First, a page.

The flu is an endemic disease, but its prevalence increases substantially during what is commonly called the “flu season”, roughly between October and March in the United States (Northern hemisphere) and between March and October in Australia (Southern hemisphere). The Center for Disease Control and Prevention (CDC) uses a network of doctors that report influenza-like illnesses (ILI) as a share of their patients. This data is collected and provides a good indicator of flu activity in the United States. However, this data takes between one and two weeks to be collected and aggregated, implying a lapse in reporting.
Since most of the population of the United States has access to the Internet and that Google is the most used search engine, there is a high probability that once someone (or someone close such as a family member) develops flu-like symptoms, the information will be sought on the internet using a search engine. Thus, by monitoring and aggregating revealing search queries in Google (about 45 terms such as “cold remedy”) and comparing them with total searches, it is possible to monitor almost in real-time influenza prevalence. The above graph displays such searches between 2003 and 2015. The evidence so far underlines a close match between Google searches and ILI, so search engine prevalence and influenza prevalence are similar.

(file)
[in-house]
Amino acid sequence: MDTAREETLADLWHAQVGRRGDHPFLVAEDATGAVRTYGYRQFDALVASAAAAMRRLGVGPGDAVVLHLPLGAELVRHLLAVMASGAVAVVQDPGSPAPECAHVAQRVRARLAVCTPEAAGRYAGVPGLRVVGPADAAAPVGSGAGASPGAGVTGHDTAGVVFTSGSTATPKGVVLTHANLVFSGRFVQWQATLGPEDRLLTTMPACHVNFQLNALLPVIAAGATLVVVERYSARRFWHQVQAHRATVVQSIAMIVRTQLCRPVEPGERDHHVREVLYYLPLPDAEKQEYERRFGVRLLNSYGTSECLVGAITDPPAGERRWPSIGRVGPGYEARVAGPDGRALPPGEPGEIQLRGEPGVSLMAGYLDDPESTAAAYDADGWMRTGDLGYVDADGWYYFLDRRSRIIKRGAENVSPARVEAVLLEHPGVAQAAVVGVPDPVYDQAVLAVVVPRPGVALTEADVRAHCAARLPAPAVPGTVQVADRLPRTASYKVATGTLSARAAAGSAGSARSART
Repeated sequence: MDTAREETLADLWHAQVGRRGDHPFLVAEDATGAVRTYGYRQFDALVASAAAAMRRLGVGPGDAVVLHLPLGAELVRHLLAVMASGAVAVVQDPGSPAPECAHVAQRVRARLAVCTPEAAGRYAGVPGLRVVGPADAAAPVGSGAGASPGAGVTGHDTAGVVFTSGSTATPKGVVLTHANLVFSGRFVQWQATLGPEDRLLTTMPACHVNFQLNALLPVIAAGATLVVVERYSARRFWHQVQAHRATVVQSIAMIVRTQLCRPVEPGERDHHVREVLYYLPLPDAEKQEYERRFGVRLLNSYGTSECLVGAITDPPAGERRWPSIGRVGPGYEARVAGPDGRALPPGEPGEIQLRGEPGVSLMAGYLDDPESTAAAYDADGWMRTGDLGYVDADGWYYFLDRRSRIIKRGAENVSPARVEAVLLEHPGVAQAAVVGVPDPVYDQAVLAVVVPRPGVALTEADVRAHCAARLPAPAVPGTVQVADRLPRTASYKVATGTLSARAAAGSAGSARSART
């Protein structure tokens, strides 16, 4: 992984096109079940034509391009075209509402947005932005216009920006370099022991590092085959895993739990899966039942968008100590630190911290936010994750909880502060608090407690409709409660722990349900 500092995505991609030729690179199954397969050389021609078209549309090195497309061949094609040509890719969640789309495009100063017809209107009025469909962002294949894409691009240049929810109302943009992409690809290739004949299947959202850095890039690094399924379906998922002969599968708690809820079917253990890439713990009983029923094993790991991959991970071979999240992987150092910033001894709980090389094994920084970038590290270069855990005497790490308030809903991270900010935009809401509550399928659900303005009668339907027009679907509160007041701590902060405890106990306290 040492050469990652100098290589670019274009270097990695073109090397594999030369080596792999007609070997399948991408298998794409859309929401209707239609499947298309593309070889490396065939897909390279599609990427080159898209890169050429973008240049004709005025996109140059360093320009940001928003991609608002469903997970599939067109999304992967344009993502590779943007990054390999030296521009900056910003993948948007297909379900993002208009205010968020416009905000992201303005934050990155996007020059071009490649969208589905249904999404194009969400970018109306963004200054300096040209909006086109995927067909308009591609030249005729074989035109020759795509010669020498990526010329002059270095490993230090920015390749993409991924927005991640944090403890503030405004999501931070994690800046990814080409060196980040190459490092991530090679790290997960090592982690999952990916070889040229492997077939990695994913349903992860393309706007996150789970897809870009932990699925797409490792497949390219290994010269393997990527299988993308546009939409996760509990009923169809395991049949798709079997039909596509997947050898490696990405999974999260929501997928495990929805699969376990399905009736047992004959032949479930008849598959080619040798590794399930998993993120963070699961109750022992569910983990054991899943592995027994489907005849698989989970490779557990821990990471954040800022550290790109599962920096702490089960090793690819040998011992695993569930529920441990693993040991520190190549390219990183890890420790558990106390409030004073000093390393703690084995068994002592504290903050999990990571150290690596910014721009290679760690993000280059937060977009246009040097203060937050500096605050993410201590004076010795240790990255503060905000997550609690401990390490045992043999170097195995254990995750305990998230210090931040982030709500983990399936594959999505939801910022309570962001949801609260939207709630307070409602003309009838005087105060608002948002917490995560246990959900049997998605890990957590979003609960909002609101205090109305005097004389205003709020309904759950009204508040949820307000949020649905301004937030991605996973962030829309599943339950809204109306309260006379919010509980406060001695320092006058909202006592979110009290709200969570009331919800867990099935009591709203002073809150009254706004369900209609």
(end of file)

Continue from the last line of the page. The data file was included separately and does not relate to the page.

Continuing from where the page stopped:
Comparing the United States and Australia, in addition, to reveal a counter-seasonality, also underlines a level of “over-concern” within the American population, which may be related to how the media covers the flu season.